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Sep 24 2015

The Breakfast Club (2015 Ig Nobels)

breakfast beers photo breakfastbeers.jpgIt’s kind of a parody of the Nobel Prize, the stated goal is to make you laugh, then think.

We’re brought up with this concept of the Scientist as a sort of Warrior/Priest battling space alien buggy things (or making them) and inventing wizzy bang death rays and such, clad in their mystic lab coat ($21 in any Work Clothing/Uniform catalog).  Well, maybe not personally, usually there’s a whole puddle of corpses before the climax of the story when the Scientist is destroyed by his creation (or nemisis) so the hero can get the girl who’s been emotionally conflicted (or mind controlled) up to his timely demise.  The End.

Science is nothing at all like that and is in fact mostly about measuring things and writing down numbers.

Let’s say you’re a swashbuckling Archeologist.  You’ll be stuck in a jungle or desert sure, but you’ll spend all day every day digging, measuring, writing and for every hour in the field you’ll have to work 20 or more to figure out what exactly you found.

Let alone what it means, about which you’re almost sure to be totally, completely wrong.

And that’s if you’re a Lion Tamer, if you’re an Accountant you’ll work your entire lifetime on some quirky subject that nobody understands or appreciates.  Better love it, you’ll be spending a looong time with it.

The thing about the Ig Nobels is that they are, for the most part, genuine typical science.  The subjects may seem odd and funny (see 4 penised Echidnas below.  Relax, only 2 ejaculate at a time) but like the Golden Fleece the projects generally relate to larger and more important goals of which the named research is only a small part.

For instance unboiling eggs, that is so silly.

The chemistry prize went to American and Australian researchers who managed to partially unboil an egg with a vortex fluid device, a high speed machine that converts unfolded proteins into folded proteins.

Their results, published in ChemBioChem, show that the team was able to refold proteins thousands of times faster than previous methods. In theory, the device has far greater application than resetting eggs: it could do everything from revolutionize the manufacturing of cancer treatments to overhaul the industrial production of cheese.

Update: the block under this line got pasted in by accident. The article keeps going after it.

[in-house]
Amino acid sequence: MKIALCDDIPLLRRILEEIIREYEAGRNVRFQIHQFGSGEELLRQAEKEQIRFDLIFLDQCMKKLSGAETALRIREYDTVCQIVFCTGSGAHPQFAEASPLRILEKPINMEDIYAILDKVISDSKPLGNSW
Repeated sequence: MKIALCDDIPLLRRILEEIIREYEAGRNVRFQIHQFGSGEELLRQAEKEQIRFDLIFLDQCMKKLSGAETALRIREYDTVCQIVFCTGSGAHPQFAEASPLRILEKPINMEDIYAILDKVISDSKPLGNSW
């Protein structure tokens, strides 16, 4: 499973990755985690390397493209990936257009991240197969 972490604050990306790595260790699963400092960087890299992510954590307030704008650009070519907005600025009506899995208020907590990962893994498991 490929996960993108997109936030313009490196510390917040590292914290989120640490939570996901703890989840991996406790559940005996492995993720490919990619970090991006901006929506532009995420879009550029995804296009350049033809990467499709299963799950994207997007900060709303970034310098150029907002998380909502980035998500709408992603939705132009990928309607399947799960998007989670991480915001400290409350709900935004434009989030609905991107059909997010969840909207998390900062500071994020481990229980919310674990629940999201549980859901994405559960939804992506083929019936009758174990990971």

Yup.  So remember that as you consider the 2015 winners.

2015 Ig Nobel prizes: dinosaur-like chickens and bee-stings to the penis

by Alan Yuhas, The Guardian

Thursday 17 September 2015 23.31 EDT

Entomologist Justin Schmidt and Cornell researcher Michael Smith jointly won for their painstaking experiments charting how painful insect stings are, and where the stings hurt worst. Smith pressed bees up against different parts of his body until the insects stung him, five stings a day, a total of 25 different locations, for 38 days. He rated the pain one to 10, and published.

The most painful parts: the nostril, the upper lip, the shaft of the penis.

Smith was joined onstage by Schmidt, who has also sacrificed various parts of his body for science in his decades specializing in stinging insects. Schmidt’s “sting pain index” rates only on a scale of one to four, but also features the entomologist’s descriptions of 78 sorts of stings, written with the flair of a sommelier in a wine cellar with something to prove.

The bald-faced hornet, for instance, is in Schmidt’s estimation: “rich, hearty, slightly crunchy. Similar to getting your hand mashed in a revolving door.” Yellowjackets, on the other hand, sting “hot and smoky, almost irreverent. Imagine WC Fields extinguishing a cigar on your tongue.” Both rate a two.

The four-plus-rated bullet ant, in contrast, punishes a victim with “pure, intense, brilliant pain, like fire-walking over flaming charcoal with a three-inch rusty nail grinding into your heel”.

Science Oriented Video

The law that entropy always increases holds, I think, the supreme position among the laws of Nature. If someone points out to you that your pet theory of the universe is in disagreement with Maxwell’s equations – then so much the worse for Maxwell’s equations. If it is found to be contradicted by observation – well, these experimentalists do bungle things sometimes. But if your theory is found to be against the second law of thermodynamics I can give you no hope; there is nothing for it but to collapse in deepest humiliation.

Sir Arthur Stanley Eddington, The Nature of the Physical World (1927)

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Welcome to The Breakfast Club! We’re a disorganized group of rebel lefties who hang out and chat if and when we’re not too hungover we’ve been bailed out we’re not too exhausted from last night’s (CENSORED) the caffeine kicks in. Join us every weekday morning at 9am (ET) and weekend morning at 10:30am (ET) to talk about current news and our boring lives and to make fun of LaEscapee! If we are ever running late, it’s PhilJD’s fault.

I would never make fun of LaEscapee or blame PhilJD.  And I am highly organized.

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